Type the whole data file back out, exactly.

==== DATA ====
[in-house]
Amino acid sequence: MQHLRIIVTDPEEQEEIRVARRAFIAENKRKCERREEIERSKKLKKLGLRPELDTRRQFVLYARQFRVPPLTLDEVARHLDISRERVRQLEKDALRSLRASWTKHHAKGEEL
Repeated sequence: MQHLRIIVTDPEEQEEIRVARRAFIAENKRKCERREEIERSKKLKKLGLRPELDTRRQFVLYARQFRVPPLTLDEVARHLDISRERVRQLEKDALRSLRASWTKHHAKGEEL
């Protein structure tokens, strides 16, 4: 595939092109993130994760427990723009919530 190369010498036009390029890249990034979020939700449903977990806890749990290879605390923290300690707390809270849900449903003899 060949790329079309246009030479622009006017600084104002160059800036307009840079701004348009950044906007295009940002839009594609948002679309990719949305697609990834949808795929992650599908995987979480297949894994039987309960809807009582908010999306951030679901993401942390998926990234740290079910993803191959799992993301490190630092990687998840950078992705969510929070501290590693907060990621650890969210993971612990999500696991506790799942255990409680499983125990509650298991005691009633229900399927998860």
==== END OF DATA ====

[in-house]
Amino acid sequence: MQHLRIIVTDPEEQEEIRVARRAFIAENKRKCERREEIERSKKLKKLGLRPELDTRRQFVLYARQFRVPPLTLDEVARHLDISRERVRQLEKDALRSLRASWTKHHAKGEEL
Repeated sequence: MQHLRIIVTDPEEQEEIRVARRAFIAENKRKCERREEIERSKKLKKLGLRPELDTRRQFVLYARQFRVPPLTLDEVARHLDISRERVRQLEKDALRSLRASWTKHHAKGEEL
């Protein structure tokens, strides 16, 4: 595939092109993130994760427990723009919530 190369010498036009390029890249990034979020939700449903977990806890749990290879605390923290300690707390809270849900449903003899 060949790329079309246009030479622009006017600084104002160059800036307009840079701004348009950044906007295009940002839009594609948002679309990719949305697609990834949808795929992650599908995987979480297949894994039987309960809807009582908010999306951030679901993401942390998926990234740290079910993803191959799992993301490190630092990687998840950078992705969510929070501290590693907060990621650890969210993971612990999500696991506790799942255990409680499983125990509650298991005691009633229900399927998860």